I also love this quote from the authors of the Universal Principles of Design: “Information presented to a person who is not interested or ready to process it is effectively noise.”
Google Ads does a good job of adhering to the principle of disclosure.
Principle 4: The Principle of Exemplars
When grouping and creating categories, it is important to show the end user an example of content related to that main category. This concept is based on the psychology behind how the human brain categorizes items in order to digest information quicker and better.
Look to Houzz for a great example of exemplars.
Principle 5: The Principle of Front Doors
Keep in mind that the end user could land on your website through multiple entryways. As an Information Architect you want to make sure that each page by itself gives your end user a sense of place (i.e. where they are and what they can do next). Keeping in mind the principle of disclosure, you also want to make sure your user has the ability to navigate the rest of the content on the website.
Again, Google Ads does a really great job with this.
Principle 6: The Principle of Multiple Classification
This principle is solely based on providing simple ways to find information on your website. As an Information Architect, it is important to recognize that people classify information differently and tend to have multiple classification systems. Dan defines this as “offering users several different classification schemes to browse the site’s content.” A good example is a user who is trying to find job openings (a broad search system) on your website versus a user searching for UX openings (a narrow search system).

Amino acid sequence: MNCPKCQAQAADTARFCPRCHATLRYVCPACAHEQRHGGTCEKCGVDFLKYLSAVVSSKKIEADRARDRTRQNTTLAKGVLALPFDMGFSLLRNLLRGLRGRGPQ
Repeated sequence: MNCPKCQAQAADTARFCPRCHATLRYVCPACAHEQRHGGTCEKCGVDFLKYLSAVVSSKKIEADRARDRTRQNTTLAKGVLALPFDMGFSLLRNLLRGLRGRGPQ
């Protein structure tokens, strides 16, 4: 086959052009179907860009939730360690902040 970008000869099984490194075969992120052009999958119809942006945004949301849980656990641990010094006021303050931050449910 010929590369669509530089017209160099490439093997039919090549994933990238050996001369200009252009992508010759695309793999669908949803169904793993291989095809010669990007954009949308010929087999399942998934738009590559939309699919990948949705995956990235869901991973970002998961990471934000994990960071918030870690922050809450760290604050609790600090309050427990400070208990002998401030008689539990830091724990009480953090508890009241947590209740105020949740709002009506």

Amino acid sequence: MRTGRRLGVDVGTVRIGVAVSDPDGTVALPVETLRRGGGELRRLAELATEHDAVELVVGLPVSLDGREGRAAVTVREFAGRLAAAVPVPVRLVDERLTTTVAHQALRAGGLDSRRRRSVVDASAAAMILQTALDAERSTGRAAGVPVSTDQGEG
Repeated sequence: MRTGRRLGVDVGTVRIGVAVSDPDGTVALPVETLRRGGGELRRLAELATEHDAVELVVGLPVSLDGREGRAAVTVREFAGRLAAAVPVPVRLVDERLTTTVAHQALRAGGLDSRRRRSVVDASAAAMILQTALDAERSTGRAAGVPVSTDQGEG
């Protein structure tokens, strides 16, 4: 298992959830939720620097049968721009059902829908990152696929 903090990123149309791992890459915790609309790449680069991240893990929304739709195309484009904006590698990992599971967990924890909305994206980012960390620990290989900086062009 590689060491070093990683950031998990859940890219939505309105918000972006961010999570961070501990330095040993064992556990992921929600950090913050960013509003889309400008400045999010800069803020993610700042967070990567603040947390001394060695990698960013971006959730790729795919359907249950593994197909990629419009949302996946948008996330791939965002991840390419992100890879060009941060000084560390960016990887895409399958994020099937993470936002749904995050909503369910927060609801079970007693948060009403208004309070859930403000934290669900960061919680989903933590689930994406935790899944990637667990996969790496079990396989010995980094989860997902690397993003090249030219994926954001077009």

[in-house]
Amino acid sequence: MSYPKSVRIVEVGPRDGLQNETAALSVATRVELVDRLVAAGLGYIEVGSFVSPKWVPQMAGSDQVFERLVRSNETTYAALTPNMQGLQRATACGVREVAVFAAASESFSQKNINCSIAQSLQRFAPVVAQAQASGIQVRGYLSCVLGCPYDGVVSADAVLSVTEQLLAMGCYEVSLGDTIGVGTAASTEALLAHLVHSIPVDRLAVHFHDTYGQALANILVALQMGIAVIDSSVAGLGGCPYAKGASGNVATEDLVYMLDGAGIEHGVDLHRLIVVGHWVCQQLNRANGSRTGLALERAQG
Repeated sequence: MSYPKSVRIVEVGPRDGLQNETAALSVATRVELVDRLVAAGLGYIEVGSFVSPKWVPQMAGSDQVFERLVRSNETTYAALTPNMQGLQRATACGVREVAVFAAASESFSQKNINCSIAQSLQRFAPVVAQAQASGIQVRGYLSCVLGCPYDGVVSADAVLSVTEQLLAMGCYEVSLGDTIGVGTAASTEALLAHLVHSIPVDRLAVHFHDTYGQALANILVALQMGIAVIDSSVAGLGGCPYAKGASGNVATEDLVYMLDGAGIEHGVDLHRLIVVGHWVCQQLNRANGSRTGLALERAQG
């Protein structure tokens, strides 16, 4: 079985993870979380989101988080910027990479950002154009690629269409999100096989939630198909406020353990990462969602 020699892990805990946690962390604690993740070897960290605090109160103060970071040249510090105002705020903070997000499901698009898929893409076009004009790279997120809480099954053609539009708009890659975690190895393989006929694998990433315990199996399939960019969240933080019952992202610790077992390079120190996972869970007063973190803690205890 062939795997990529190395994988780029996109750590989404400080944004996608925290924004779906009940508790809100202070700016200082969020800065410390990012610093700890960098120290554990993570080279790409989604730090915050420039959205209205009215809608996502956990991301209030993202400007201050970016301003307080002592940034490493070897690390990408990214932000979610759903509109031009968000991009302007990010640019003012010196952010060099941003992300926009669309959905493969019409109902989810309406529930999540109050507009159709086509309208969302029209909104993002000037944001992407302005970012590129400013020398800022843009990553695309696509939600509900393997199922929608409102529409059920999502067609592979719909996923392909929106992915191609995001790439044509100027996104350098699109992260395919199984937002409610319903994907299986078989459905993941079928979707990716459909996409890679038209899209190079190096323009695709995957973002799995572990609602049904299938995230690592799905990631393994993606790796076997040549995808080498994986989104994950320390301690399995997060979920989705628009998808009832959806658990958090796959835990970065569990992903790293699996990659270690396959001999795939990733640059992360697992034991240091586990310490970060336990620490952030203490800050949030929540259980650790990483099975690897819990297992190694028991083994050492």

Principle 7: The Principle of Focused Navigation
The principle of focused navigation, as defined by Dan, says that “designing navigation means establishing a strategy for finding content on the website. That strategy can entail several different navigation mechanisms – menus providing access to the content in different ways.” Keep in mind that a navigation system is how users go through the content on your application, so defining a strategy is important. According to Dan, one good strategy is to have different menus for different types of information when possible.
Google Ads has a well-focused navigation system. As shown below, the footer has a different navigation strategy from the main menu options.
Principle 8: The Principle of Growth
The principle of growth speaks to designing with the future in mind. Content seems to grow at almost an exponential rate as new ideas come, new categories become more apparent, and more content is added to the website. As Dan puts it best, “assume the content you have today is a small fraction of the content you will have tomorrow.”
In conclusion, defining an Information Architecture is very crucial to the user experience of your product. Good IA helps the end user to have a better understanding of your product. It also makes your product more predictable and intuitive, allowing the user to navigate with ease. In keeping with these principles, you are well on your way to creating good IA, which in turn creates a better UX.
Information Architecture References